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CPAs. Ditch the Office, Work at Home

Are you ready to make the break? Get the facts. Join the study.

December 6, 2007
by Rick Telberg/For the Finance Executive

Running a business from home may make your life easier, but don’t expect it to make your work any easier.

Practitioners with at-home businesses say it requires a greater commitment and a more serious approach to your job than working elsewhere. Making it all the more difficult are all those personal life distractions that can only pop up at home.

“You must be disciplined, able to focus without being distracted and willing to be available at all hours and to be flexible for client needs,” says Carol Tremble, who runs a full-time public practice at her home in South Hero, Vt.

SUCCESS STRATEGIES FOR THE HOME OFFICE:
Telecommuting, Flex Schedules, Part-Time Side Practices and More.

How CPAs do it. Join the survey. Get the answers.

(Free. Confidential.)

And as an at-homer, she notes that it’s all the more important to take professional steps such as maintaining communications with clients “so they realize that you are really in business and not just a fly-by-nighter.”

It’s also important to set the right tone for employees of home-based businesses. “The biggest thing is that employees of at-home business don’t take it as seriously, says Diane Booth, a work-at-home public practitioner in Abington, Mass., who sometimes wonders how hard her staff is working when she’s on the road.

“Always operate in a professional manner,” advises Elaine Robinson, who runs an at-home practice full-time in Cordova, Tenn. “Make sure all your work goes out looking professional with appropriate business folders and envelopes.”

And no pajamas: “Dress in an appropriate manner and work regular office hours,” she adds.

Patrice Claiborn, who runs a public practice and provides QuickBooks consulting from her home, says that at-homers must be sure to: “Schedule, schedule, schedule all of your work, including the non-billable stuff, such as meetings with colleagues and CPE and then leave a margin."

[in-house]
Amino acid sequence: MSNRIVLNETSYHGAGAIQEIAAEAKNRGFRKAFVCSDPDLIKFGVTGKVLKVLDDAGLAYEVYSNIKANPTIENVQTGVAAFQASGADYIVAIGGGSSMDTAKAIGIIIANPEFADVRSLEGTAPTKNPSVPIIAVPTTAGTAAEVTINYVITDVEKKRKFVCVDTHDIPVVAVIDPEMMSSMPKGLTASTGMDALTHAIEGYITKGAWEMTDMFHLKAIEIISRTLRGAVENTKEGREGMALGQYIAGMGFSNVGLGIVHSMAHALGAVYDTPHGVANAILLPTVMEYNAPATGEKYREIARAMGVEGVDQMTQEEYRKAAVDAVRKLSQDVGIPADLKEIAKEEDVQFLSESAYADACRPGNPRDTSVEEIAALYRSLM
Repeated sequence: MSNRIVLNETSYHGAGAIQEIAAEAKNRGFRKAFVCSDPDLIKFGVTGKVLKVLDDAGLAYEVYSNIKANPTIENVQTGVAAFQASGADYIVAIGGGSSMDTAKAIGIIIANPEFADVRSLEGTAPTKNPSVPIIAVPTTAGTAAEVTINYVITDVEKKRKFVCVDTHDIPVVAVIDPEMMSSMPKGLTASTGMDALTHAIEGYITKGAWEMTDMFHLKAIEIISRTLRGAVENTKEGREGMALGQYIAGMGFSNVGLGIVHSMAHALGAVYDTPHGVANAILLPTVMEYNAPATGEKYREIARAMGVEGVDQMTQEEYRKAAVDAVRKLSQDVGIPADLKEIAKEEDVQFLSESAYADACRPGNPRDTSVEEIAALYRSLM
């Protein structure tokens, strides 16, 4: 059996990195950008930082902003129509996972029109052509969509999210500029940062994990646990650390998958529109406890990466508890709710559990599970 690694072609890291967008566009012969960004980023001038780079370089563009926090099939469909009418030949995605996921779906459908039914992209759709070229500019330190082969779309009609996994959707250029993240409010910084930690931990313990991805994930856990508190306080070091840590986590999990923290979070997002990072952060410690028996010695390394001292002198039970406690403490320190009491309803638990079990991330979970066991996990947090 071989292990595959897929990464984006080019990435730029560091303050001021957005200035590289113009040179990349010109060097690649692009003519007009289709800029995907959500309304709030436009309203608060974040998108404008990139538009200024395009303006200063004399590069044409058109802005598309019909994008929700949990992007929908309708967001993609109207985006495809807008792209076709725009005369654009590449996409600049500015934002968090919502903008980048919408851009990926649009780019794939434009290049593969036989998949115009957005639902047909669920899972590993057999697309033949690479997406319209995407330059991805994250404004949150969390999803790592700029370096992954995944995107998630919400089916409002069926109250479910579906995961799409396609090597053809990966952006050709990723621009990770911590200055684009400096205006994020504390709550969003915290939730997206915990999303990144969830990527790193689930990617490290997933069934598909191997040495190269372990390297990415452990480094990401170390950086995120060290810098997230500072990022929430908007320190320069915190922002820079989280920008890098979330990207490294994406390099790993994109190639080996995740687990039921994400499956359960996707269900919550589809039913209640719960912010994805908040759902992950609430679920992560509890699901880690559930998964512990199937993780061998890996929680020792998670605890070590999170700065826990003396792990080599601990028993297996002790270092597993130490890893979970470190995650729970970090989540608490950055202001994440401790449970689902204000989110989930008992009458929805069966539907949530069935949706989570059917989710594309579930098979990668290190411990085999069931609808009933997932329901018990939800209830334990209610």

“Since you will now be wearing three or four different hats, it’s important to manage your time wisely so it doesn’t feel like a juggling act,” says Patricia Beckwith, who runs a public practice at home in Aptos, Calif. “Set aside designated times to check e-mail, return phone calls, perform administrative tasks.”

CPAs speak out on keys to work-at-home success

  • 86% cited right attitude and self-discipline as the essential element of success
  • 78% believed it was having the right technology set-up
  • 72% cited having a dedicated workplace

“Make sure your home office is ‘away’ from your home,” says Anita Graziano, who works full-time at home in Santa Rosa, Calif. “Do not use a spare bedroom or a corner of your family room; it needs to have a total office environment.”

Charles Conway, a full-time, at-home CPA in suburban Philadelphia says the at-home office design should include client access that is not the front or back door to the house.

On the flip side, Teresa Wagner of Walla Walla, Wash., says, “Clients don’t care if you work from home or from a downtown office. They want good service and strategic advice.”

But being professional in the comfort of home creates the risk of overworking. “It’s really easy to just keep on working,” according to Virginia Thompson, who runs a full-time, at-home practice with two employees in Huntsville, Ala. “You have to learn to quit work and ‘go home,’” … even if that’s just down the hall.

SUCCESS STRATEGIES FOR THE HOME OFFICE: Telecommuting, Flex Schedules, Moonlighting and More. How CPAs do it. Join the survey. Get the answers.

COMMENTS: Questions, rants or raves? Write Rick Telberg.

Copyright © 2007 Bay Street Group LLC. All Rights Reserved. Used by Permission.

About Rick Telberg

Rick Telberg is editor at large/director of online content.

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Disclaimer: Any views expressed in this article do not necessarily reflect the views of the AICPA or CPA2Biz. Official AICPA positions are determined through certain specific committee procedures, due process and deliberation.